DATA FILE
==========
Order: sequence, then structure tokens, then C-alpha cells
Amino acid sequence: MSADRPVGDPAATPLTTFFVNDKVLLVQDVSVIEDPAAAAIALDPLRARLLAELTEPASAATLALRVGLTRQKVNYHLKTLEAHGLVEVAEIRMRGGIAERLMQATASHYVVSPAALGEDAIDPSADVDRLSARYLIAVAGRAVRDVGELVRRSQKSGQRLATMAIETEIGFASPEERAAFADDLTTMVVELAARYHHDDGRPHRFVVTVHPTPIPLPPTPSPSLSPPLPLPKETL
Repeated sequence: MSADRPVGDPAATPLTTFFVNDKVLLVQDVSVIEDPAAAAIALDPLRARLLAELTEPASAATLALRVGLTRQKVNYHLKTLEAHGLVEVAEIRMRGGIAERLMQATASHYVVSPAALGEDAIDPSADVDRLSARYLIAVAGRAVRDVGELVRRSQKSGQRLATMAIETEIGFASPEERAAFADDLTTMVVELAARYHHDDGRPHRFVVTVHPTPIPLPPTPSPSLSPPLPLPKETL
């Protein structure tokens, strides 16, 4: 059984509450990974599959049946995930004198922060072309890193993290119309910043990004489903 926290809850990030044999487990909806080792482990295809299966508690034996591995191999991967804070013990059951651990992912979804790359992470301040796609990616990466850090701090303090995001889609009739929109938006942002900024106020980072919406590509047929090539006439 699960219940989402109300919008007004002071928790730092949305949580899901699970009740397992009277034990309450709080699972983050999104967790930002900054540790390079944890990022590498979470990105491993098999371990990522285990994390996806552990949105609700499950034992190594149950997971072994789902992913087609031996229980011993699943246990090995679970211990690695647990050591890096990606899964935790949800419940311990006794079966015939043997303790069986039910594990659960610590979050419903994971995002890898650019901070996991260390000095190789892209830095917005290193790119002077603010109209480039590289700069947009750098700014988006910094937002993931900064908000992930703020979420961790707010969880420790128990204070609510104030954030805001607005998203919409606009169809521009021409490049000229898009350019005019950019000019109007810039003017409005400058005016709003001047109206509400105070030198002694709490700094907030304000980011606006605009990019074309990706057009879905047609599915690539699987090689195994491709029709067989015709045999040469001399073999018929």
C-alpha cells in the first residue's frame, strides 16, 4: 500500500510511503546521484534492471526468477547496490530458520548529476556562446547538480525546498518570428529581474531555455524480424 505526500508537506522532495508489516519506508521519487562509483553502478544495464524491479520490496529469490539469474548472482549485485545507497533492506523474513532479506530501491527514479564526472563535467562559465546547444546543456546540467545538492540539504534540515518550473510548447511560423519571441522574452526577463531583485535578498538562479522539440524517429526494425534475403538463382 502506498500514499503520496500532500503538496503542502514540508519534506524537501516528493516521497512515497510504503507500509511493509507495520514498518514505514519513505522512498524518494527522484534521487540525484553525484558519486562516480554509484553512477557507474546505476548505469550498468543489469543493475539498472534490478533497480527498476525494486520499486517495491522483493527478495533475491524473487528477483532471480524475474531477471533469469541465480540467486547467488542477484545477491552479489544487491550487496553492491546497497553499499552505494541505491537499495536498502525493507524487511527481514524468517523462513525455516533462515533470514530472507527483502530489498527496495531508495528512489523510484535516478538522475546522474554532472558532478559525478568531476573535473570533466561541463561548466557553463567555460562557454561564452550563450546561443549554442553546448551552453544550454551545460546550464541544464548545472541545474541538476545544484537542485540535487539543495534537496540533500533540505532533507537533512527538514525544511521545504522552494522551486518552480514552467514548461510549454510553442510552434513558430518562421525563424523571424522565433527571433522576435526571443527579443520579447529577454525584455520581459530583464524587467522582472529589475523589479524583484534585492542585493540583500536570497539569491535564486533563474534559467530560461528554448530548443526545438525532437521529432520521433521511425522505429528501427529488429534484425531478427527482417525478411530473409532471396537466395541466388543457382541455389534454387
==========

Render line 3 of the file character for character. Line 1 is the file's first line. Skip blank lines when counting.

Repeated sequence: MSADRPVGDPAATPLTTFFVNDKVLLVQDVSVIEDPAAAAIALDPLRARLLAELTEPASAATLALRVGLTRQKVNYHLKTLEAHGLVEVAEIRMRGGIAERLMQATASHYVVSPAALGEDAIDPSADVDRLSARYLIAVAGRAVRDVGELVRRSQKSGQRLATMAIETEIGFASPEERAAFADDLTTMVVELAARYHHDDGRPHRFVVTVHPTPIPLPPTPSPSLSPPLPLPKETL